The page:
To further ensure the provision of quality service by private hospitals and better cater for the needs of the public, the Government has, after a review on the policy on private hospital development, adopted a set of minimum requirements for new private hospitals to be developed on the government sites since 2011, covering requirements such as land use, bed capacity, service scope, packaged charge and price transparency, service target, service standard and reporting. As for the expansion or redevelopment of the existing private hospitals, if the relevant development project requires land leases modification or approval from relevant departments, the Government will take the opportunity to invite the relevant hospitals to consider whether to accept the minimum requirements; and if so, relevant requirements will be included in the modified land leases and suitably reflected in the land premium.
     In accordance with the above policies, two private hospitals are currently required to provide free or low-charge beds under the land grant conditions. However, it does not mean that other private hospitals are spared from the responsibilities for combating the epidemic. Since the fifth wave of the COVID-19 epidemic, the Health Bureau and the Hospital Authority (HA) have maintained close communication with private hospitals. All 13 private hospitals have continuously provided beds with the number adjusted from time to time based on the need of the HA. As of January 9, 2023, private hospitals provide 390 beds. Throughout the epidemic, they have received 4 392 patients from public hospitals, including COVID-19 patients received by CUHK Medical Centre, thereby freeing up 50 300 bed days in public hospitals and allowing the HA to focus its resources on combating the epidemic.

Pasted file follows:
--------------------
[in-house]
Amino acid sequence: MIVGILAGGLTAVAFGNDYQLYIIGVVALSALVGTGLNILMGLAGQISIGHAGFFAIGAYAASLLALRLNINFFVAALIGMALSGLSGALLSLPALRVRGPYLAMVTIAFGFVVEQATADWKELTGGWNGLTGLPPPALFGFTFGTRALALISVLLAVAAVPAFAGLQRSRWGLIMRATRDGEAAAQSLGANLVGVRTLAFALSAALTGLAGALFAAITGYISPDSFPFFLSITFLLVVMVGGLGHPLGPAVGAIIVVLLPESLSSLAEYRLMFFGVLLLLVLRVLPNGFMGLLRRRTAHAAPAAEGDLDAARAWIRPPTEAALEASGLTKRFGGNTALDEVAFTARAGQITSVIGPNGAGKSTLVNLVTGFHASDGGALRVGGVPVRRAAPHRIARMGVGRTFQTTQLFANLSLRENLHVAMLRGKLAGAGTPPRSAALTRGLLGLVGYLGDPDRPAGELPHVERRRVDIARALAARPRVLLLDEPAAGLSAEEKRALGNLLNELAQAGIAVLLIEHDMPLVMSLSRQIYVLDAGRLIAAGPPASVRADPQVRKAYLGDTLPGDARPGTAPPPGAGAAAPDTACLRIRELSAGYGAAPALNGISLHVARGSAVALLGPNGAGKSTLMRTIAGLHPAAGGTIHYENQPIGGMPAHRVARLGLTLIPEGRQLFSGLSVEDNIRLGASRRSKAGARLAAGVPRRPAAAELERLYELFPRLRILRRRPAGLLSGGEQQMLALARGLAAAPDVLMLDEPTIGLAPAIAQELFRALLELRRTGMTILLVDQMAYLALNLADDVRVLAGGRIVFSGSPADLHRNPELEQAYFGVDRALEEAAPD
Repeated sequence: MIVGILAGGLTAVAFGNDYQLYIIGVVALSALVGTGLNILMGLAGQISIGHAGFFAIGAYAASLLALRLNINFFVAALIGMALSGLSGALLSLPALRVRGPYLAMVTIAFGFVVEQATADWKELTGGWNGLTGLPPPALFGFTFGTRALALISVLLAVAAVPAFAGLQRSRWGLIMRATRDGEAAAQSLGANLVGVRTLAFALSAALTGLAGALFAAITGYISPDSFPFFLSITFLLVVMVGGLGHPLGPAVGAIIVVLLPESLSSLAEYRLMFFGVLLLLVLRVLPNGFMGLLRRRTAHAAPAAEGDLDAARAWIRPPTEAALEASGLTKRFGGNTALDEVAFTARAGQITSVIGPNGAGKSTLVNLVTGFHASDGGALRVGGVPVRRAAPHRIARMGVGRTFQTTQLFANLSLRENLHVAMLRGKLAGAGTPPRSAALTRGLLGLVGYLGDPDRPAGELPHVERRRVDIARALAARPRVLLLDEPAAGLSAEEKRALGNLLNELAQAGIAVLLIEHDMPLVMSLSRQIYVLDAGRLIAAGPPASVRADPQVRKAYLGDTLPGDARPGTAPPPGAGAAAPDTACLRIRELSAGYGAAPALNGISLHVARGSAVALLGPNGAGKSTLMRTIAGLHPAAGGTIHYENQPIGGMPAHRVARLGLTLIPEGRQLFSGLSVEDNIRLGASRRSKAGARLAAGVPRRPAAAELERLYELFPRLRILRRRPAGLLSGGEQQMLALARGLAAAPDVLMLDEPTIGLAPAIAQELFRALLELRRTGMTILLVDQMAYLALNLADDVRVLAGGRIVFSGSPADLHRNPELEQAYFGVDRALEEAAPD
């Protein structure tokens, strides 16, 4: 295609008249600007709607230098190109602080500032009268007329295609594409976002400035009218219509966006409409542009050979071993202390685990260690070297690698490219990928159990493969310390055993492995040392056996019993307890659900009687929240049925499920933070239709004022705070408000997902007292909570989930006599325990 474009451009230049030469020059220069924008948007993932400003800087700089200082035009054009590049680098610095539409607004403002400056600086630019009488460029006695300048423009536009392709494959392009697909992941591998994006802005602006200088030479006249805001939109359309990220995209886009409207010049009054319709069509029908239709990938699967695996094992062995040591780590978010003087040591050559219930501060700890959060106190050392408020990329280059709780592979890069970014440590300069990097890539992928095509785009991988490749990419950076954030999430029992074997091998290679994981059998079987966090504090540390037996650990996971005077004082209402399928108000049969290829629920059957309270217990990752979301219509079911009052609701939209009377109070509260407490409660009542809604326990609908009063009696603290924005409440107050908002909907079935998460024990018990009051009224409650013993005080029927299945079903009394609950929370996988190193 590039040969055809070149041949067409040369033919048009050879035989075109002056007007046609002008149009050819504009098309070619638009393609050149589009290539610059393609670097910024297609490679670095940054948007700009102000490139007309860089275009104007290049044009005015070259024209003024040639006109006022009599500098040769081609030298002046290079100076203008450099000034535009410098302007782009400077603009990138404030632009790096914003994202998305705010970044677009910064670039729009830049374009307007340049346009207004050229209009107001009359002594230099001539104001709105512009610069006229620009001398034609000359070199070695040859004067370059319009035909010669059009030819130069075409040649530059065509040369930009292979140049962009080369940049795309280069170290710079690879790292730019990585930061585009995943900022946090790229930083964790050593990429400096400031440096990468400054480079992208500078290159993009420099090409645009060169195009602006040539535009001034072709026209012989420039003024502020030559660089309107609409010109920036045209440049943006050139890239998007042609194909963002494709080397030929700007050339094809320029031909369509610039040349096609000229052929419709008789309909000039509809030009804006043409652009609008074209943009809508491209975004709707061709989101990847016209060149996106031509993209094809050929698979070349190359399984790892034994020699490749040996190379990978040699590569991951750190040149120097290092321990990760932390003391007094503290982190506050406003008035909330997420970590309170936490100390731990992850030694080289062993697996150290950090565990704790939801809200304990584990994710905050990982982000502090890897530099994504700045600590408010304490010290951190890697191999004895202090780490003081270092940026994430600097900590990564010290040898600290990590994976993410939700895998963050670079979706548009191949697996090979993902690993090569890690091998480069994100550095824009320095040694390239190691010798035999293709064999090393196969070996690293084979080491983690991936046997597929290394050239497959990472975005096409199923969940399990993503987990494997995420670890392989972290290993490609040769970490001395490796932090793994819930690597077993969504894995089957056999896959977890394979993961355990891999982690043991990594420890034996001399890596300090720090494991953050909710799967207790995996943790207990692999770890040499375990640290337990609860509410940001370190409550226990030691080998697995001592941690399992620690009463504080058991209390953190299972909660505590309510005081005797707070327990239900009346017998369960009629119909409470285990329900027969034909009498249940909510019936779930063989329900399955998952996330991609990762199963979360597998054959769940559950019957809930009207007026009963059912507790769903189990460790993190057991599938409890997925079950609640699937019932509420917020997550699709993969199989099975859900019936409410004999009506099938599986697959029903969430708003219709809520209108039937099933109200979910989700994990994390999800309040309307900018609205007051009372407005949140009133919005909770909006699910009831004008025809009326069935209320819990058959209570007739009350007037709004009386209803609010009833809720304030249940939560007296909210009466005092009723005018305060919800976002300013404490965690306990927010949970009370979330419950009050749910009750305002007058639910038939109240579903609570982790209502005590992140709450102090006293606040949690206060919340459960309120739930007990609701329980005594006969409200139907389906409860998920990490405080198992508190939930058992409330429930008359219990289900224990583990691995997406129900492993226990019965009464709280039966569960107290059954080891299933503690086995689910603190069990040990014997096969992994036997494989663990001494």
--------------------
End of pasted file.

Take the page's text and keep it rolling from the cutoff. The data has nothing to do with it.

Besides, various private hospitals have actively responded to the Government's appeal by deploying medical teams to participate in the operation of holding centres for the elderly (including CUHK Medical Centre, Gleneagles Hospital Hong Kong, Hong Kong Adventist Hospital – Tsuen Wan, St. Paul's Hospital and Union Hospital), as well as providing outpatient or teleconsultation services for COVID-19 patients in the community etc., alleviating the pressure on the public healthcare system. Since August 2022, the HA has engaged private healthcare institutions (including private hospitals) to provide teleconsultation service for COVID-19 patients and served 88 495 patients so far.
     On the other hand, six private hospitals are currently subject to the land grant condition of no distribution of profits/surplus. Accordingly, the DH will examine the relevant financial accounts to monitor grantees/lessees' compliance with the concerned condition. At present, the Government does not require private hospitals to publish their financial accounts for public inspection.
     As for the Private Healthcare Facilities Ordinance (Cap. 633) (the Ordinance) enacted in 2018, it aims to introduce a premises-based regulatory regime for different types of private healthcare facilities (PHFs) (including private hospitals) to further protect patients' safety and rights. Amongst others, it stipulates that the Director of Health may issue codes of practice on (1) the equipment, fittings and furnishings in PHFs; (2) the management and staffing arrangement of PHFs; (3) the quality of care for patients and patients' safety in PHFs; and (4) establishment of regulatory standards for any other matters relating to the protection of health and interests of individuals receiving healthcare services in PHFs. The Ordinance does not empower the Government to mandate licensed PHFs to provide specified services under specific circumstances, nor does it concern land grant conditions.
     The COVID-19 epidemic has posed unprecedented challenges to the public health of Hong Kong. The Government will summarise the experience on the cooperation with private hospitals in combating the epidemic, the latest development of the overall healthcare system and implementation of minimum requirements to review the policy on private hospital development at a suitable juncture.
Ends/Wednesday, January 11, 2023
Issued at HKT 12:35
Today's Press Releases